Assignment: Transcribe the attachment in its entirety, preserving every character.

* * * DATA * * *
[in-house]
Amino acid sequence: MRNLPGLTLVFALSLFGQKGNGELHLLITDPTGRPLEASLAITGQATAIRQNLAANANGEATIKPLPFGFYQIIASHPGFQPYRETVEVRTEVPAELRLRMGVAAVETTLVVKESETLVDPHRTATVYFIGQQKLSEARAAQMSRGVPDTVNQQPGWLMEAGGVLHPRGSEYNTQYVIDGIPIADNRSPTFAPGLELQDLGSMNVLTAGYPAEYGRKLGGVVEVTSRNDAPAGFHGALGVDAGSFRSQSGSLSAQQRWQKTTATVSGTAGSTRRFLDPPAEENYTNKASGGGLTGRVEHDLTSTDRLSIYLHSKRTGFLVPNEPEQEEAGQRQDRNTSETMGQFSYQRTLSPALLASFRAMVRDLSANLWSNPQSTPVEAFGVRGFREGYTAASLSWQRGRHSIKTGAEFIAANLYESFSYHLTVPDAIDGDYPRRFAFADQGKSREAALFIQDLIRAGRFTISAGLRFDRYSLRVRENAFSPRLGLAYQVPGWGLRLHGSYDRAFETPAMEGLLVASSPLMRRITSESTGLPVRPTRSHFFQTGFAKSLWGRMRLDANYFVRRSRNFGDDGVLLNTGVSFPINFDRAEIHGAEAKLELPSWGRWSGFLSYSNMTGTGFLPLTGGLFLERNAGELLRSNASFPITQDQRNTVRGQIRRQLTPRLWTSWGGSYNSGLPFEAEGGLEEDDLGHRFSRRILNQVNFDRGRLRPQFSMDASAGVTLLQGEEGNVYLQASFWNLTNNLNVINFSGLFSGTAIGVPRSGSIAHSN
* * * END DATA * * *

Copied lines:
[in-house]
Amino acid sequence: MRNLPGLTLVFALSLFGQKGNGELHLLITDPTGRPLEASLAITGQATAIRQNLAANANGEATIKPLPFGFYQIIASHPGFQPYRETVEVRTEVPAELRLRMGVAAVETTLVVKESETLVDPHRTATVYFIGQQKLSEARAAQMSRGVPDTVNQQPGWLMEAGGVLHPRGSEYNTQYVIDGIPIADNRSPTFAPGLELQDLGSMNVLTAGYPAEYGRKLGGVVEVTSRNDAPAGFHGALGVDAGSFRSQSGSLSAQQRWQKTTATVSGTAGSTRRFLDPPAEENYTNKASGGGLTGRVEHDLTSTDRLSIYLHSKRTGFLVPNEPEQEEAGQRQDRNTSETMGQFSYQRTLSPALLASFRAMVRDLSANLWSNPQSTPVEAFGVRGFREGYTAASLSWQRGRHSIKTGAEFIAANLYESFSYHLTVPDAIDGDYPRRFAFADQGKSREAALFIQDLIRAGRFTISAGLRFDRYSLRVRENAFSPRLGLAYQVPGWGLRLHGSYDRAFETPAMEGLLVASSPLMRRITSESTGLPVRPTRSHFFQTGFAKSLWGRMRLDANYFVRRSRNFGDDGVLLNTGVSFPINFDRAEIHGAEAKLELPSWGRWSGFLSYSNMTGTGFLPLTGGLFLERNAGELLRSNASFPITQDQRNTVRGQIRRQLTPRLWTSWGGSYNSGLPFEAEGGLEEDDLGHRFSRRILNQVNFDRGRLRPQFSMDASAGVTLLQGEEGNVYLQASFWNLTNNLNVINFSGLFSGTAIGVPRSGSIAHSN